Coupons are just starting here, but I use them when I get the chance. Yesterday they had a 25% off anniversary sale at the local supermarket, and you bet we stocked up as much as our apartment could carry ;-)

    Stopping by from Monday Madness, have a great week!

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  12. These are all great ideas, some I haven't even thought of. I do buy shelf staples groceries. My kids tease me and ask can they go shopping in my closet. But I save lots of money that way. I don't buy the single serving snacks I also just package my own in ziplock bags and I even wash and reuse baggies. Hubby use to make fun of me but I got him doing it now too. Thanks for sharing your tips and detergent recipe.

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    1. We wash and reuse our Ziplocs, too. Phillip and I argue over whether that's actually saving money because of the cost of water - but I can't stand to fill up the trash with Ziploc bags after one use! He thinks it would save us as much money and more time to buy the flip-top bags, toss them after one use, and not have to do the rewashing, etc.

      The fact that we've had numerous discussions about this topic suggests that we're really bad at managing our time and focusing on things that actually matter. :)

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  13. This is a fantastic list! I not only pinned it and tweeted, but I also hoot 'n hollered while reading. Your posts always make me smile.

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  14. This is hilarious! My husband and I don't quite go this far in our thriftiness, but we definitely agree with the "just don't buy it" strategy. We rarely eat out, for example. We pretty much only go to restaurants if we're traveling, or if his parents/my dad are paying, or if it's a special occasion. And by "special occasion," it's someone else's special occasion, and they want to go out to eat. We much prefer celebrating by cooking nice steak at home!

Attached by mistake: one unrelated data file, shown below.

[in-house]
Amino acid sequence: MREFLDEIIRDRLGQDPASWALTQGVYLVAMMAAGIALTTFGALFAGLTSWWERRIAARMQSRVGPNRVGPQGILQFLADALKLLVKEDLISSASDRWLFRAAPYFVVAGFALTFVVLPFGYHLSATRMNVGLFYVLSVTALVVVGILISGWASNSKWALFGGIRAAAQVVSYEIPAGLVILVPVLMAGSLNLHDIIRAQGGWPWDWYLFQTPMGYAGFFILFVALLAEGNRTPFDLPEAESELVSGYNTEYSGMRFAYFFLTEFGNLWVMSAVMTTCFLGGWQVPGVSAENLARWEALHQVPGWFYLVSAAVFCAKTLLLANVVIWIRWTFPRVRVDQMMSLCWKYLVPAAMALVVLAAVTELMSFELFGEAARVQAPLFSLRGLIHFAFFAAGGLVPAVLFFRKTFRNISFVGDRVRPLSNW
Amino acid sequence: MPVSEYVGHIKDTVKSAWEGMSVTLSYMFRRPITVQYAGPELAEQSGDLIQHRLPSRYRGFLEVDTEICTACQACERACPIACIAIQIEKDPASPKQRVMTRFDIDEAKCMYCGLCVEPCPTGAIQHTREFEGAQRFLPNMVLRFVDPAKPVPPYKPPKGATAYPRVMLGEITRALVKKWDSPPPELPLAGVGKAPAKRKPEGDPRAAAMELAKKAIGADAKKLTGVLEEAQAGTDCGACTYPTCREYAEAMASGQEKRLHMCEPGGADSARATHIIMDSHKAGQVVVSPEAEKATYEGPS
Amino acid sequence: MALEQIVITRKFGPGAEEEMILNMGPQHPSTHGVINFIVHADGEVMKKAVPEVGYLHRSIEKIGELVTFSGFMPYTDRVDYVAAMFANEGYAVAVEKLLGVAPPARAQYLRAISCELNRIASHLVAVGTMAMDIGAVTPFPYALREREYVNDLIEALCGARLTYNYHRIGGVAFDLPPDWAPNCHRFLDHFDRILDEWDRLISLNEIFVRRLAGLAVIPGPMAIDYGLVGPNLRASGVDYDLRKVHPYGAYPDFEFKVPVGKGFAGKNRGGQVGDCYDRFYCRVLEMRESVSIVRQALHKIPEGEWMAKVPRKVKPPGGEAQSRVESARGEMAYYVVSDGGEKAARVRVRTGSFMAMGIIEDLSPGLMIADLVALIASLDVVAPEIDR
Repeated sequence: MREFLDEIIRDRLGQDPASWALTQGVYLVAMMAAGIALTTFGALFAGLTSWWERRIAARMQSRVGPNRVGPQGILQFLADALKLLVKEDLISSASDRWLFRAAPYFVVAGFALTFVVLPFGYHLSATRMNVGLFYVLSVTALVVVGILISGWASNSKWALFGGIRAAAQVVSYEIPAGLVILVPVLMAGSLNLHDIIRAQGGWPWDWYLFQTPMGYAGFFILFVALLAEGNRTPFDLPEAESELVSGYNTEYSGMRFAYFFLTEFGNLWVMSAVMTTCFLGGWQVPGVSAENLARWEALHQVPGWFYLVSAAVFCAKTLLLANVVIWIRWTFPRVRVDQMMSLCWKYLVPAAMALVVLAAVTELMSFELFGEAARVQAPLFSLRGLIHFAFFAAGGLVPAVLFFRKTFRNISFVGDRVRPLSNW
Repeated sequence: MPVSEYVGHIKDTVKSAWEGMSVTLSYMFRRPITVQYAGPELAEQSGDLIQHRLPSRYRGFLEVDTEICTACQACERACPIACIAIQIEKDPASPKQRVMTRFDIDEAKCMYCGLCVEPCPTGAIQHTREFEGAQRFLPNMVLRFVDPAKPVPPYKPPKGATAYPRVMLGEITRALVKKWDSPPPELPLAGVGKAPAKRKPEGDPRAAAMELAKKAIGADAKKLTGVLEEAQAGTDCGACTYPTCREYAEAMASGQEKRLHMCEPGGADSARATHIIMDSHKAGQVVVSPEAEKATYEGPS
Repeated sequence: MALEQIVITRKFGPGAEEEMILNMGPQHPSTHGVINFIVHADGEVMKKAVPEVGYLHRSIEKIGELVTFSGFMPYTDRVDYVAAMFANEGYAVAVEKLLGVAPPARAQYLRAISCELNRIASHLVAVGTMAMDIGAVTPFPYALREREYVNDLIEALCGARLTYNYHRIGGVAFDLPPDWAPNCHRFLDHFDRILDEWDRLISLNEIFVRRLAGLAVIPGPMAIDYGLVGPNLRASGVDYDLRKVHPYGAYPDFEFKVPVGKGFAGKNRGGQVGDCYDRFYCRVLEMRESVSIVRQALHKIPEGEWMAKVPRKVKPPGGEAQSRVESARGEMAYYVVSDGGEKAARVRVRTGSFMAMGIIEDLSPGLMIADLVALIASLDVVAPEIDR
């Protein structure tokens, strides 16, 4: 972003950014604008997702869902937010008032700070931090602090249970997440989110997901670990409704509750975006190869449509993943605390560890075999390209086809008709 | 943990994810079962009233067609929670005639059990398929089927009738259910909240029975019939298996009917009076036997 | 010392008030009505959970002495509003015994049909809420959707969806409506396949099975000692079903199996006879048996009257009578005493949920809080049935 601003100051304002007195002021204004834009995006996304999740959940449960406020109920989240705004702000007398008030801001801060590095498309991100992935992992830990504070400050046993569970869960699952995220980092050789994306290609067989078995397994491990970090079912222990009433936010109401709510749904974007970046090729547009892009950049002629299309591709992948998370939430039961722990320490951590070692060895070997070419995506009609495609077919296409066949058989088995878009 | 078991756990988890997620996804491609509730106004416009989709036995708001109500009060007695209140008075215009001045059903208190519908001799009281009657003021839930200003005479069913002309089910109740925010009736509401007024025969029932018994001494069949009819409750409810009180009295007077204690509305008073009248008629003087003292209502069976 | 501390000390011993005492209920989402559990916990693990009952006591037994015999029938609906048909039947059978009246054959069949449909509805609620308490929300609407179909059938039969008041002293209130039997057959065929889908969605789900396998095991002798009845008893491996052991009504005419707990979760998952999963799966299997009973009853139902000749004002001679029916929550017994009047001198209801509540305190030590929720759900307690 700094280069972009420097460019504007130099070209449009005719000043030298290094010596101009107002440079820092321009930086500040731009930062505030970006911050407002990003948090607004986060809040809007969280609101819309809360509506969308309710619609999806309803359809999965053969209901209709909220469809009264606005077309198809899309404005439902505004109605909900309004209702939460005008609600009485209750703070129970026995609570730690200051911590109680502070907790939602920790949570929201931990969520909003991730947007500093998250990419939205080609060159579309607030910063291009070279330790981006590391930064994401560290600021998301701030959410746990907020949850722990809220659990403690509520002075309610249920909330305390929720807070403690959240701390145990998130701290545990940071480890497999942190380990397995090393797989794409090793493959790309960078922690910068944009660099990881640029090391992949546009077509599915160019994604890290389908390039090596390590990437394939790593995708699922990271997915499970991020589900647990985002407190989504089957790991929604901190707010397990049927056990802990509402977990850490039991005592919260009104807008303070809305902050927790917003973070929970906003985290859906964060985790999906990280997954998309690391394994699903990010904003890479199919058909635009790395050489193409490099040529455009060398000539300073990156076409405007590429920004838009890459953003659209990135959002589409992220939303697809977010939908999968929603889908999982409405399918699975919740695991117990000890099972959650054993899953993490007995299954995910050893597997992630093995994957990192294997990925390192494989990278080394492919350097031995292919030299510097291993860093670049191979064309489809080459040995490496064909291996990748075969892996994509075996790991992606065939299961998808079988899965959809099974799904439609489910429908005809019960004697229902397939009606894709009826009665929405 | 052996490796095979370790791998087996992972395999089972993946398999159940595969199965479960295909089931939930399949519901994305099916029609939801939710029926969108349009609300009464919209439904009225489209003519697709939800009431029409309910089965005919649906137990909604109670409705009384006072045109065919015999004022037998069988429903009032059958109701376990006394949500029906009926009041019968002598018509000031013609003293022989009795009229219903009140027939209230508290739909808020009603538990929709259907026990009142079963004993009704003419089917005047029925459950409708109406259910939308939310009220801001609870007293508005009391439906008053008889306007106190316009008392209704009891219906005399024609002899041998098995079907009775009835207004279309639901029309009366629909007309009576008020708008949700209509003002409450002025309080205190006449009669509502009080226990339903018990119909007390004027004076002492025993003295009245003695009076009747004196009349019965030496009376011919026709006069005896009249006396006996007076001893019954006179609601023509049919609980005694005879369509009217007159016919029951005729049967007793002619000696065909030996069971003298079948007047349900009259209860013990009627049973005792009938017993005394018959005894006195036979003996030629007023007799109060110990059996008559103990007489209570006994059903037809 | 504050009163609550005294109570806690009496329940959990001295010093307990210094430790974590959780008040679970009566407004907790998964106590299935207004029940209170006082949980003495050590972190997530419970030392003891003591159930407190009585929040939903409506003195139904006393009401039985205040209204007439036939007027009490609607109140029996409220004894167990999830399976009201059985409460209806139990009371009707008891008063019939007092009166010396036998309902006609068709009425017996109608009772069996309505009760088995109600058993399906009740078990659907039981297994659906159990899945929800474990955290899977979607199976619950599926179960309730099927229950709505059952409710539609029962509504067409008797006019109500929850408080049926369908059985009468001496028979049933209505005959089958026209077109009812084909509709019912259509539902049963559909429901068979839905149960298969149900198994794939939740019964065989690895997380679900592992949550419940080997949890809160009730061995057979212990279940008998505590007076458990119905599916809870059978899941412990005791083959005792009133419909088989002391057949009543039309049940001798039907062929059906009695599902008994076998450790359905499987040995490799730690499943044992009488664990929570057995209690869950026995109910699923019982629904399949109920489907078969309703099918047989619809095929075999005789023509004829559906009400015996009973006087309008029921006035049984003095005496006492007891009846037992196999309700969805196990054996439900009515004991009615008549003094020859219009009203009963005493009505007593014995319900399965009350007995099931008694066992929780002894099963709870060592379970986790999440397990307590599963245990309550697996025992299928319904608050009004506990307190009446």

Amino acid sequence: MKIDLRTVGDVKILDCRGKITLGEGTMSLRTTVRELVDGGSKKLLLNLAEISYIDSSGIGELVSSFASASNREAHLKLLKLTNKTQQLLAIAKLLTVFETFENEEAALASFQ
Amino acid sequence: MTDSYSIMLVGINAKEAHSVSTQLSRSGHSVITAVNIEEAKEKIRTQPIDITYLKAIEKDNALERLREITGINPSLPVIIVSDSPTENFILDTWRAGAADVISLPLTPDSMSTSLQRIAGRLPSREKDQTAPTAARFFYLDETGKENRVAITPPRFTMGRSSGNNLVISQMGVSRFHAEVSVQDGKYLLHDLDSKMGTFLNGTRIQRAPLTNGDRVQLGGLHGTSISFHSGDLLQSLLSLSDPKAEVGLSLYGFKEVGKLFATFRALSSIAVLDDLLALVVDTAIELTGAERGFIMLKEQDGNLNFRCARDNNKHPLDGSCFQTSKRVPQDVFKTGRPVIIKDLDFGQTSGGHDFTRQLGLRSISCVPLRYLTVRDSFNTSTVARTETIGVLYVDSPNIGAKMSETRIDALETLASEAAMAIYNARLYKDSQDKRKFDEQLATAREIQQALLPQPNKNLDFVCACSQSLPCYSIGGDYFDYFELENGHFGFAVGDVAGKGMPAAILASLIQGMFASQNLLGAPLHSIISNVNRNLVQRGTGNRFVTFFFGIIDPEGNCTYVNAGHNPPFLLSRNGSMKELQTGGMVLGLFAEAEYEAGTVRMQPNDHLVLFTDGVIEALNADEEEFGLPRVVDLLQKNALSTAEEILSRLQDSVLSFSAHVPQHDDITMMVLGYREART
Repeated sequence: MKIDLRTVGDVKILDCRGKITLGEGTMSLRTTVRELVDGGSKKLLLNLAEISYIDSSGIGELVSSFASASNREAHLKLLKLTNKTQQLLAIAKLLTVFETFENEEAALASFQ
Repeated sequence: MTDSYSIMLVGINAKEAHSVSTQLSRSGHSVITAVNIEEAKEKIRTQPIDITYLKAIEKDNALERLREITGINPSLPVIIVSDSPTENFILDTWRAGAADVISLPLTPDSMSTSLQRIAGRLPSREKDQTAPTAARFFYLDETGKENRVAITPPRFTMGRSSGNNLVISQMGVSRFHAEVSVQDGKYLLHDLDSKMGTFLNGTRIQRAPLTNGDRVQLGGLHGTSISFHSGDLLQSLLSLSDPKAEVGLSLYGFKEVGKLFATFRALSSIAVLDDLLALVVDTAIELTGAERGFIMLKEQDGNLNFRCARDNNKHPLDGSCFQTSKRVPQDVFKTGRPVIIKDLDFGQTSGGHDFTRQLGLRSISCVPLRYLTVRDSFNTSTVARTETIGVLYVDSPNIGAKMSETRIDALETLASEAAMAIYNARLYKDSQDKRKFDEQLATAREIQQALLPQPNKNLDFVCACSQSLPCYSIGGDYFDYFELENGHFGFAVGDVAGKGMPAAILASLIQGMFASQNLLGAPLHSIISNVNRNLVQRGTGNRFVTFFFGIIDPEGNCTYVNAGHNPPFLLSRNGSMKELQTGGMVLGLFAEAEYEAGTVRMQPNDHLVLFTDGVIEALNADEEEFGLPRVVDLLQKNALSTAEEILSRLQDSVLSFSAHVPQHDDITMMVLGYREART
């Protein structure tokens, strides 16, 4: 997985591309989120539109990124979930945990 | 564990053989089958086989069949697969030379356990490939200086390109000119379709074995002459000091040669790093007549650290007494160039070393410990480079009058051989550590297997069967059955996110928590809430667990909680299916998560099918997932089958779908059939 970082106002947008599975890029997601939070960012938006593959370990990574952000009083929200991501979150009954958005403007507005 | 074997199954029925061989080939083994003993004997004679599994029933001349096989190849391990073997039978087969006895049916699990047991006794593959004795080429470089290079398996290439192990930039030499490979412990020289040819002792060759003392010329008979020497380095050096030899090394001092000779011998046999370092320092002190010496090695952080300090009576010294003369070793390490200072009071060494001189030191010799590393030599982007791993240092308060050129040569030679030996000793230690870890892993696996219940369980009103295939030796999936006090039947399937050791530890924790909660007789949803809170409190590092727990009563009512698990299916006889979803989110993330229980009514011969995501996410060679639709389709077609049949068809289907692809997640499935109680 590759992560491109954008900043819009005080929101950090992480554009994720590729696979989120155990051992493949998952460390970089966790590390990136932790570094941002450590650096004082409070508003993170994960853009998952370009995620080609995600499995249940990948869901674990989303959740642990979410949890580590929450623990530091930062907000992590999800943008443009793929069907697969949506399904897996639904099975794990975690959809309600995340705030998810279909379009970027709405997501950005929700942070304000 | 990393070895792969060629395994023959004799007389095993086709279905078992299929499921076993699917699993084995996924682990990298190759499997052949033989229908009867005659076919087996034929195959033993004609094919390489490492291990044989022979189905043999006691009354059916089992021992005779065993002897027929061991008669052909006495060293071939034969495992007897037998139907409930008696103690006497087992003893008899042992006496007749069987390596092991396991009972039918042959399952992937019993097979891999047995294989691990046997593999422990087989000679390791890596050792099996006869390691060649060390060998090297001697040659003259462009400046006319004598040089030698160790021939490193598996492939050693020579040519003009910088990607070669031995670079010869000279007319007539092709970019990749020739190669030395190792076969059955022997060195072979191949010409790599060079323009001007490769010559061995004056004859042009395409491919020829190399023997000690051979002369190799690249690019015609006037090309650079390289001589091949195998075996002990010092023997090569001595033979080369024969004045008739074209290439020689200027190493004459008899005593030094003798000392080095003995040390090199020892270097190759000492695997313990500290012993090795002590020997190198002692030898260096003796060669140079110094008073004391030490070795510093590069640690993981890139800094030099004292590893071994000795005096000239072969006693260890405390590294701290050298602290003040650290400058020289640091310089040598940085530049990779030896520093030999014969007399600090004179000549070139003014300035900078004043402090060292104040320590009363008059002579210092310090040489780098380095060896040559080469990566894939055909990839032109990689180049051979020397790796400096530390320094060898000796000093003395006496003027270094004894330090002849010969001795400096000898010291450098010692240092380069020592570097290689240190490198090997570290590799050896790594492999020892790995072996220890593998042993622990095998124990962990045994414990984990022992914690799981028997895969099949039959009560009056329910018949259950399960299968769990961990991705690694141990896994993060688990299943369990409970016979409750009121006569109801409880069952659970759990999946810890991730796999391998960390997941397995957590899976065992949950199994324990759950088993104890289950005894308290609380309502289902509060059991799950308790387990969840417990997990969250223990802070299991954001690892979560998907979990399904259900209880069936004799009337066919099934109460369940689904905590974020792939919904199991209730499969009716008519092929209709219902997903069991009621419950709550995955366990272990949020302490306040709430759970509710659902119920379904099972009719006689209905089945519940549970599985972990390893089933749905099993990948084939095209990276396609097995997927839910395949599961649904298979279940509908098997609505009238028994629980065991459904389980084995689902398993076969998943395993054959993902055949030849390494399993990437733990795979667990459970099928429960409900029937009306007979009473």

This isn't exactly a frugal tip, but it's a money-saving one. We just got back from a 9-day trip to Orlando, during which we spent 3 days in Disney World and 2 in Universal Studios/Islands of Adventure. Clearly, that was an expensive trip. But we still found ways to save money, starting with pre-vacation decisions. 1) We ear-marked a monetary gift from my parents to cover food on the trip 2) We packed tons of snacks, sandwich fixin's, a water bottle, and more to take into the parks 3) We made our own Disney hats before we left to wear in the parks 4) We decided on our one big souvenir in advance (the interactive Harry Potter wand).

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  15. Fellow cheapskate here! Love this list!

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  16. This is an awesome list I love the great tips! So thank you for sharing your post on last week's Monday Madness link party :) You will be pleased to know that I loved the ideas and tips you had to save money that you are one of the features in this week's party! Hope to see you there!

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  17. The food ones that require more of my time are my weakness. Burger King has 10 nuggets for $1.49 right now so my kids will be eating a lot of those after late ball games. I can grab 40 at the drive-thru for 6 bucks and have a peaceful drive home and then feed them some fruit or something when we get there.